On most Halloweens, I spend a grand total of 10 minutes putting together my costume, which usually ends up being a mishmash of somewhat festive clothing I have hanging in my closet for that exact reason. Sure, I might not be the most celebratory person, but I know there are plenty of adults out there who, just like me, could care less about dressing up for Halloween.
On the other side of the spectrum, however, are people who spend the entire freaking year — and sometimes even longer — working toward their ideal Halloween costumes. To explore the motivation behind such dedicated costume planning, I spoke to a trio of dudes who started working toward their Halloween costume months and months and months in advance (note that the names below are aliases to protect their privacy).
John, who once spent more than a year growing out his hair to dress up as Bob Ross: The whole thing started as a joke, more or less. I mentioned to my friends that I had a fro in high school and showed them pictures. Somehow, Bob Ross came up, and I joked that I should grow out my hair and be Bob Ross for Halloween. That quickly, however, turned into the plan. My last haircut after that was for my wedding in September 2017.
Growing out my hair wasn’t difficult, but an unintended side effect was that I wound up with a year of events, interactions and photos with my hair in various states of disarray. I think anyone with curly hair will tell you that there are some very awkward lengths your hair gets to, and there’s literally no way to style it. My hair was also far curlier than the last time I grew it out. When it got somewhat long, it was hot and annoying, but I was eventually able to put it in a bun, and that helped tame it a bit.
That said, Halloween was a fantastic time. There’s nothing quite like seeing the reaction on people’s faces when they see you and realize who you are. I think having real hair made it that much better, since it looked so realistic. My wife and I got fifth in a Halloween costume contest at a local bar and were constantly getting stopped to take pictures. I ended up going to work dressed up as Bob Ross on a separate day as well, since it was so much effort to get to that point anyway.
I cut my hair on November 1st. It felt incredible, and the wife was happy to see it go. I’d definitely put this much effort into a costume again, though. The wife and I have done various semi-realistic costumes over the years, and we have a lot of fun with it. This one took the cake for total effort, but the hair grows itself, so it wasn’t too much actual work on my part.
Rick, who once put on 25 pounds of muscle to dress up as Charles Bronson (and lost 15 to dress up as Sid Vicious): Charlie Bronson wasn’t actually the first time I had to change my body type for a costume. The previous year, I decided in July to lose as much weight as possible to be Sid Vicious and tried my hardest to get a heroin body (sans heroin). I work in a movie studio, so staying away from craft services was probably the hardest thing, but after losing the first notch on your belt, you get motivated and it became a game. I’m normally around 180 or 185 pounds, and I got down to 169 for Sid.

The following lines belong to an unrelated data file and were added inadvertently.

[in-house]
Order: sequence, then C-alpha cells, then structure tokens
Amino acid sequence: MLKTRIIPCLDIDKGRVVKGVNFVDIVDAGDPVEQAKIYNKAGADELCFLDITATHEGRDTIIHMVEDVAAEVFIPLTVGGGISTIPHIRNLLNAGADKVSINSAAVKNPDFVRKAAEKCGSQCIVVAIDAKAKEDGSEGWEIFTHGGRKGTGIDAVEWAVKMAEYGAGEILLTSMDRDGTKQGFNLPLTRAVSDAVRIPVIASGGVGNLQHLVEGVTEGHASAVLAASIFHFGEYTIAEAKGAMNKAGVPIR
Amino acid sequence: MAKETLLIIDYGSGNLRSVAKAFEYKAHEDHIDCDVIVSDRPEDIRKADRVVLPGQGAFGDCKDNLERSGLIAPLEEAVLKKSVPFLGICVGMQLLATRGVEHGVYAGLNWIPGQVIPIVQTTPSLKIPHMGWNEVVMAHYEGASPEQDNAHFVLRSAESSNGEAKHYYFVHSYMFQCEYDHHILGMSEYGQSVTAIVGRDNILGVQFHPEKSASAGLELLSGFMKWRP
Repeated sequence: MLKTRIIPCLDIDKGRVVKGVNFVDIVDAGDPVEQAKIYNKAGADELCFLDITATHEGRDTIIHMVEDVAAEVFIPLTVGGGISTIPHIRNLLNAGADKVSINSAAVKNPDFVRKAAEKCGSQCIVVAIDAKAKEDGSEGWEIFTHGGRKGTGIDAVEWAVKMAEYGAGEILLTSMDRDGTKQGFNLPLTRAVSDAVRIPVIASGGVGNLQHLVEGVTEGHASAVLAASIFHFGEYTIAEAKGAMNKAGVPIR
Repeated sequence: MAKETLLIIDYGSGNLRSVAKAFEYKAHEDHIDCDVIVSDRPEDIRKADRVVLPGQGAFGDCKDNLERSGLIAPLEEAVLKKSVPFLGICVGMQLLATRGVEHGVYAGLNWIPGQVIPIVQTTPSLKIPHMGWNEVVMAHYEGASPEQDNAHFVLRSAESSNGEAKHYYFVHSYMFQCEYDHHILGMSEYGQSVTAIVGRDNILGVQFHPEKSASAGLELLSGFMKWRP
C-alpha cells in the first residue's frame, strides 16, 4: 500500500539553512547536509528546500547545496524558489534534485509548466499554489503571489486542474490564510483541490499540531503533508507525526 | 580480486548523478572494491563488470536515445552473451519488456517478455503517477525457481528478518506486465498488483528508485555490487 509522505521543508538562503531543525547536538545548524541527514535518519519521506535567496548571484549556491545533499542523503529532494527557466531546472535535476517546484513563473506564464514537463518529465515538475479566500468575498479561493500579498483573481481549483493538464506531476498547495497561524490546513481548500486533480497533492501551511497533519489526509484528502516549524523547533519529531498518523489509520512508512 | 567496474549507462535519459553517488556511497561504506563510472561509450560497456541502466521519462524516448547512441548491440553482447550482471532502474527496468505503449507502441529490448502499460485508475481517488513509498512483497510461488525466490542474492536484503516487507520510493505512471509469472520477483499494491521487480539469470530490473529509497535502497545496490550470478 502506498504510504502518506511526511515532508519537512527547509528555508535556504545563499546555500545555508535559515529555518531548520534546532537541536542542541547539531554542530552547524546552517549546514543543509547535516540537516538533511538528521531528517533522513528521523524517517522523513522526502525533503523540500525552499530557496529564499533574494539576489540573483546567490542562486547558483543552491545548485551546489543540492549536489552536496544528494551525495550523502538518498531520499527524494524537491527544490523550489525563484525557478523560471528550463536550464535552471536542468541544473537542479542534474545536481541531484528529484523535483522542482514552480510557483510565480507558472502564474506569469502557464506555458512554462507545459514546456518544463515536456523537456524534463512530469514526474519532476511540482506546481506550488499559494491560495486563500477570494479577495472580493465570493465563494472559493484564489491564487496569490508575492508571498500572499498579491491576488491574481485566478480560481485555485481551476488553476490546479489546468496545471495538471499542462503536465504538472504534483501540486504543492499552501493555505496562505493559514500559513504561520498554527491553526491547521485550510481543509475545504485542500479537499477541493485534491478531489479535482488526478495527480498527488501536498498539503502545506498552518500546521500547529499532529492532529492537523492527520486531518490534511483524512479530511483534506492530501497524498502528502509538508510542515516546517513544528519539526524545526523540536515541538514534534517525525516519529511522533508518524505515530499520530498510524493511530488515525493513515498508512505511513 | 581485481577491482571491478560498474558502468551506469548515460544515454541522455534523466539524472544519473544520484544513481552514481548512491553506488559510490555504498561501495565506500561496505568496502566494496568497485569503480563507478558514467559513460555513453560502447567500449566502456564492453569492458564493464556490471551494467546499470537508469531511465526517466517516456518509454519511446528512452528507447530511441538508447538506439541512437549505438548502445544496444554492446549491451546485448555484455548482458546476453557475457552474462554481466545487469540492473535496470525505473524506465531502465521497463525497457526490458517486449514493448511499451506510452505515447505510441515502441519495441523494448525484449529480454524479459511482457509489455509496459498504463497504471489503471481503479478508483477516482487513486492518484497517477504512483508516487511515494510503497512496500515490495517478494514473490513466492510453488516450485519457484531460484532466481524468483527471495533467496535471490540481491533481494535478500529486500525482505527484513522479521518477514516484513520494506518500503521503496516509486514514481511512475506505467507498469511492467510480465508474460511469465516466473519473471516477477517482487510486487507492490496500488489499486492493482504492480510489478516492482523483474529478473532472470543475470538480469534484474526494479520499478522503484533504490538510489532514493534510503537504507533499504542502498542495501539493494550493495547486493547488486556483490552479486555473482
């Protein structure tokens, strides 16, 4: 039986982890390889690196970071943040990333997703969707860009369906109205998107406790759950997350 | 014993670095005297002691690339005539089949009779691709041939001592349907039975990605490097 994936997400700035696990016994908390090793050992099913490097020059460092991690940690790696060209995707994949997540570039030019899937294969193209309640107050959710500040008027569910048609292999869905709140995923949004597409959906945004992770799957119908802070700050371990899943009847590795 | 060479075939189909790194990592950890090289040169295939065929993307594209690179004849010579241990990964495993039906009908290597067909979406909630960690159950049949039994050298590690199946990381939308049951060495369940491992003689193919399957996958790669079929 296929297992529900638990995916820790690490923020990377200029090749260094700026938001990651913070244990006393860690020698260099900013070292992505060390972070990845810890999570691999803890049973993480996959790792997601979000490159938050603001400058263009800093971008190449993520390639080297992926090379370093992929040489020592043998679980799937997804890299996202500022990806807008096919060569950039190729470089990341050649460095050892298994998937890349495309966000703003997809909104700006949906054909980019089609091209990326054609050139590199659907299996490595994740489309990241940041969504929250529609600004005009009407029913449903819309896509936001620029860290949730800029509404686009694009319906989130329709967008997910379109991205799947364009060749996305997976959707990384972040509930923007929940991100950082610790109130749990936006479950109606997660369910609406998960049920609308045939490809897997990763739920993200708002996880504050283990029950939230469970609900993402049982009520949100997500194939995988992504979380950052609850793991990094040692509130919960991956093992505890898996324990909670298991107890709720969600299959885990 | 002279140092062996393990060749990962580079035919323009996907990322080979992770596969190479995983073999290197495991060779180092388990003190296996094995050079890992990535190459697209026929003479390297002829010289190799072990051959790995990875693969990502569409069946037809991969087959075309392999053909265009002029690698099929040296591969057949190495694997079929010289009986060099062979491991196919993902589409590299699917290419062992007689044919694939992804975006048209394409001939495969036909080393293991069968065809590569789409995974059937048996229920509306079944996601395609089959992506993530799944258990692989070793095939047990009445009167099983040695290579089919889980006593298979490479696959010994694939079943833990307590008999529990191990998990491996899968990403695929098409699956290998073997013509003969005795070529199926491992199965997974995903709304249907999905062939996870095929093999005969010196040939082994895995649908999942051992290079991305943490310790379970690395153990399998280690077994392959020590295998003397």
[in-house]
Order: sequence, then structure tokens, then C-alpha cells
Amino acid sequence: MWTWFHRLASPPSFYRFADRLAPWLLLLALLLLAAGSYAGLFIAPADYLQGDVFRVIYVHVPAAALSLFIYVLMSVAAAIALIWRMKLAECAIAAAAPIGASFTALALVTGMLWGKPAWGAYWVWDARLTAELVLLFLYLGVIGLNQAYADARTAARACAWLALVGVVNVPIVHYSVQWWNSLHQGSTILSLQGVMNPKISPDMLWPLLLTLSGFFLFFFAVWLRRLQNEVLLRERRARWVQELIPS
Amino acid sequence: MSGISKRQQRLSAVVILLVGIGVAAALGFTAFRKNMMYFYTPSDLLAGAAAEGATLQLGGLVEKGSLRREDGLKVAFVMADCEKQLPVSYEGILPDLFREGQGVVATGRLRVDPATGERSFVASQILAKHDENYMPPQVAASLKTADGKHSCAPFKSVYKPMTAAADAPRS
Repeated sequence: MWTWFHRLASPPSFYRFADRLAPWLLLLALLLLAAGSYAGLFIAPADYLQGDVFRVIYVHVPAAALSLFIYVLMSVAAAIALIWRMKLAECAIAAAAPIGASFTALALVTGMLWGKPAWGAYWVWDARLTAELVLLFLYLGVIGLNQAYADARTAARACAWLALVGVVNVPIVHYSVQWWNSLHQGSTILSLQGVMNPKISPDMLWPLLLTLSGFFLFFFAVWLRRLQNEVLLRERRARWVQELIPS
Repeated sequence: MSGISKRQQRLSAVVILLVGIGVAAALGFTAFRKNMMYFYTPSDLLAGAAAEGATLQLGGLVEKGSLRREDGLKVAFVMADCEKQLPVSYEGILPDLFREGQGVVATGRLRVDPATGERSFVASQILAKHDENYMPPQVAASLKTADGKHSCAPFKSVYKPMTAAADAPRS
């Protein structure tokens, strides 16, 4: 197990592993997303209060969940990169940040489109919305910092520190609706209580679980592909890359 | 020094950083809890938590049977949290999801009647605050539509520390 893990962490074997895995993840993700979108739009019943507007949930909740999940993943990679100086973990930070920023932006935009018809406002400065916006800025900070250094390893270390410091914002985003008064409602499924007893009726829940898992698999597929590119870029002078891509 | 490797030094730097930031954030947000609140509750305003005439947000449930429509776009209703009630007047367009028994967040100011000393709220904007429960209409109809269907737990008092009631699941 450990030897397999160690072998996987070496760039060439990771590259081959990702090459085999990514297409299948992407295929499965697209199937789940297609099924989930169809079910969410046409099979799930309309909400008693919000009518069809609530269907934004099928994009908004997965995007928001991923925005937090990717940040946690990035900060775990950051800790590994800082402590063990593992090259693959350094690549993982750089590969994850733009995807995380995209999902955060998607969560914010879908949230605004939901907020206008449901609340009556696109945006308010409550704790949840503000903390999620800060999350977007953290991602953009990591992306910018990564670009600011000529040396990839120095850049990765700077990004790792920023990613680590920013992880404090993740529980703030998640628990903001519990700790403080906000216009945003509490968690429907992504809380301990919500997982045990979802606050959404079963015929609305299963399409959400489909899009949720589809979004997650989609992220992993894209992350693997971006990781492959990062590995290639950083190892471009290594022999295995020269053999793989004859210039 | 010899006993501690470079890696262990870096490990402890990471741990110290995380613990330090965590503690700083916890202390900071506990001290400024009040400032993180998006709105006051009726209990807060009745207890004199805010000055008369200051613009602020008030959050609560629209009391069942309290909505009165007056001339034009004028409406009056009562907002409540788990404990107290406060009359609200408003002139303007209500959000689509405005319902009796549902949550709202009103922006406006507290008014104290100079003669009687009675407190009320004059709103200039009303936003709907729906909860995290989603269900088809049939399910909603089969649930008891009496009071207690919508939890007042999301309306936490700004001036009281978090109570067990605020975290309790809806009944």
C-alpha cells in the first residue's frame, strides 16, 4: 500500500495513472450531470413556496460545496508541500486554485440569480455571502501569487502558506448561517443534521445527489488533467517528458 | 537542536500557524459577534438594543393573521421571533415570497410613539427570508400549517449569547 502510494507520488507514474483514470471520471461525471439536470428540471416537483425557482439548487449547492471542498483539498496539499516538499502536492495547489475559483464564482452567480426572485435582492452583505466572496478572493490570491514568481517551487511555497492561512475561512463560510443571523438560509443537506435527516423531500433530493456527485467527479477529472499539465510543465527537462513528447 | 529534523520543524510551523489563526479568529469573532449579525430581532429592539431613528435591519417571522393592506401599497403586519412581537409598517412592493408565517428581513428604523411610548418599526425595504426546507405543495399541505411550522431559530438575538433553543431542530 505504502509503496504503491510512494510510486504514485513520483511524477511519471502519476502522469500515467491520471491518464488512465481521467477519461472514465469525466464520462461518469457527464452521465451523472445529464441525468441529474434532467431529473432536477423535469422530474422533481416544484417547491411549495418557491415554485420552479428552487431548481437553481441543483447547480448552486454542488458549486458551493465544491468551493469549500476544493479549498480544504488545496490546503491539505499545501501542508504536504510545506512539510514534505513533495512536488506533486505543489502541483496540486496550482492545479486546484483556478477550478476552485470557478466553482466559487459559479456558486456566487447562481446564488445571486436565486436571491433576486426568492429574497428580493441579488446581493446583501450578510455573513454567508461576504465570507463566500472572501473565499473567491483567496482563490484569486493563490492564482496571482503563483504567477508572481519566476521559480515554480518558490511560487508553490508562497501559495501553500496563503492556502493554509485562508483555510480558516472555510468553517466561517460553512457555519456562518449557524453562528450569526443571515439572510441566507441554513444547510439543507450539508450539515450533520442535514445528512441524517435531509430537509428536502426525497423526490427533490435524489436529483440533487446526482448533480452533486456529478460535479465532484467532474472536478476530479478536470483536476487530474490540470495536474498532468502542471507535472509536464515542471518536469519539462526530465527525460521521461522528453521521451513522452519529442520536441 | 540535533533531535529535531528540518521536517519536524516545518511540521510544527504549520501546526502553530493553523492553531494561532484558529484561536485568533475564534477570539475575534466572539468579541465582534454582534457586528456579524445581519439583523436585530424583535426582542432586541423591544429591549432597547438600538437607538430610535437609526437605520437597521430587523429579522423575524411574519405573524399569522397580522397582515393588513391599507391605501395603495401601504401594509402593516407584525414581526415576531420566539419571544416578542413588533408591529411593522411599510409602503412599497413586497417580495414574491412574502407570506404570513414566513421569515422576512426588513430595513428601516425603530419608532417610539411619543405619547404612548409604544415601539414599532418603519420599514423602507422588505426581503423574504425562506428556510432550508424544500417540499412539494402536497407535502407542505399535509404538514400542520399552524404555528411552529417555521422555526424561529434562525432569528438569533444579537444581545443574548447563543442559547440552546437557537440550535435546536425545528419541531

After that, I decided to go the other way since I was obsessed with the movie Bronson. I started training around late August — it may have been almost the first week of September — and just loaded up on calories and did high weights with low repetitions. Mission accomplished, because I came in around 205 pounds on Halloween night. But I learned that if you don’t maintain your muscles, they very quickly turn to fat — by Thanksgiving, I was heavy and lacked the definition I had a month before.
I wanted to attempt to go as Matthew McConaughey in Dallas Buyers Club a few years ago, but I’m 38 now, and I don’t think my body — or my girlfriend — can deal with such a transformation.
David, who grew his hair out for more than two years to dress up as Heath Ledger’s Joker: The initial goal was to grow long hair and donate it to a children’s wig foundation. But people had told me in the past, in different contexts, that I looked quite similar to Heath Ledger, and since I had the length of hair to match, I figured I’d take on the appearance of one of his characters. I very rarely put effort into Halloween costumes, or even dress up for Halloween at all, so it was a nice thing to look forward to and go all out.
Since the initial goal was to donate my hair to a charity, I think it was about two years into the growing process that I decided to do the Nurse Joker costume, so it was another two years of hair growing before I actually pulled the trigger and started practicing the makeup application. Makeup usually took an hour to really get it right, and I tried to capture details from the movie, like the faded and smudged makeup and Heath’s signature, greasy-looking greenish hair.
I wore the costume to work and then again the following weekend at an annual Halloween party that my friends hosted. It was a great experience: Choosing a costume from such a high-profile movie meant that basically everyone recognized it immediately, so the compliments were flowing the whole night.
I did finally cut my hair about a month after Halloween. It’s always been very curly, so it didn’t look like much, but when I straightened it — for the laughs — it was about 14 inches long. I got a nice letter from Wigs For Kids after they received my donation.